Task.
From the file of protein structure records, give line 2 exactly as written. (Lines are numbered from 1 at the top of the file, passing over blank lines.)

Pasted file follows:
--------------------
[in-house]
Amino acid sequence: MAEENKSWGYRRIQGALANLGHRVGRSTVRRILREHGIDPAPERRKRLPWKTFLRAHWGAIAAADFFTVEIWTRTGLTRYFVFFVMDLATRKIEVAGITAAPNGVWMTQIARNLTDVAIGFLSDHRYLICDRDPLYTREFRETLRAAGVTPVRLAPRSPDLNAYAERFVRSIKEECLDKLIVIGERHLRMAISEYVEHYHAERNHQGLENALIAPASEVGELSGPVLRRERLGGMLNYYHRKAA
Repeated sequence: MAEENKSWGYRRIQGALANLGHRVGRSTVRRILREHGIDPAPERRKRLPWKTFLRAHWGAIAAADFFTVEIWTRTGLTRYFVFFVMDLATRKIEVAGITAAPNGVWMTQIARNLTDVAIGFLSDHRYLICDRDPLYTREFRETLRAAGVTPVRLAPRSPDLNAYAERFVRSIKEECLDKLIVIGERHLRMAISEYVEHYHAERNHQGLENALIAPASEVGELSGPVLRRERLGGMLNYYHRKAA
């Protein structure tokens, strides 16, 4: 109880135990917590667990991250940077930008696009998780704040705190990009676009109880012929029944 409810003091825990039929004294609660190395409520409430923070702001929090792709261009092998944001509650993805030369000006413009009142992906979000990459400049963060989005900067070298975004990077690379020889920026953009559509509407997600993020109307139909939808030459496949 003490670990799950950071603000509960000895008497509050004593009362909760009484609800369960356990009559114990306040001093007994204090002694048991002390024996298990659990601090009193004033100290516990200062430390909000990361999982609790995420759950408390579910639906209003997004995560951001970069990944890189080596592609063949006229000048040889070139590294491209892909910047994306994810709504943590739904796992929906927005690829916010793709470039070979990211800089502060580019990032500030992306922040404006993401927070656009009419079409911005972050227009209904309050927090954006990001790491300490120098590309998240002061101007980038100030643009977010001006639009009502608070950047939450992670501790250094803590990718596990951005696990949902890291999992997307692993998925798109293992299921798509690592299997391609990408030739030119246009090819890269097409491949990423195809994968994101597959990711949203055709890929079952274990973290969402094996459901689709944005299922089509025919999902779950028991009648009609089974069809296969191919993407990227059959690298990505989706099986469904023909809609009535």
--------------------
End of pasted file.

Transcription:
Amino acid sequence: MAEENKSWGYRRIQGALANLGHRVGRSTVRRILREHGIDPAPERRKRLPWKTFLRAHWGAIAAADFFTVEIWTRTGLTRYFVFFVMDLATRKIEVAGITAAPNGVWMTQIARNLTDVAIGFLSDHRYLICDRDPLYTREFRETLRAAGVTPVRLAPRSPDLNAYAERFVRSIKEECLDKLIVIGERHLRMAISEYVEHYHAERNHQGLENALIAPASEVGELSGPVLRRERLGGMLNYYHRKAA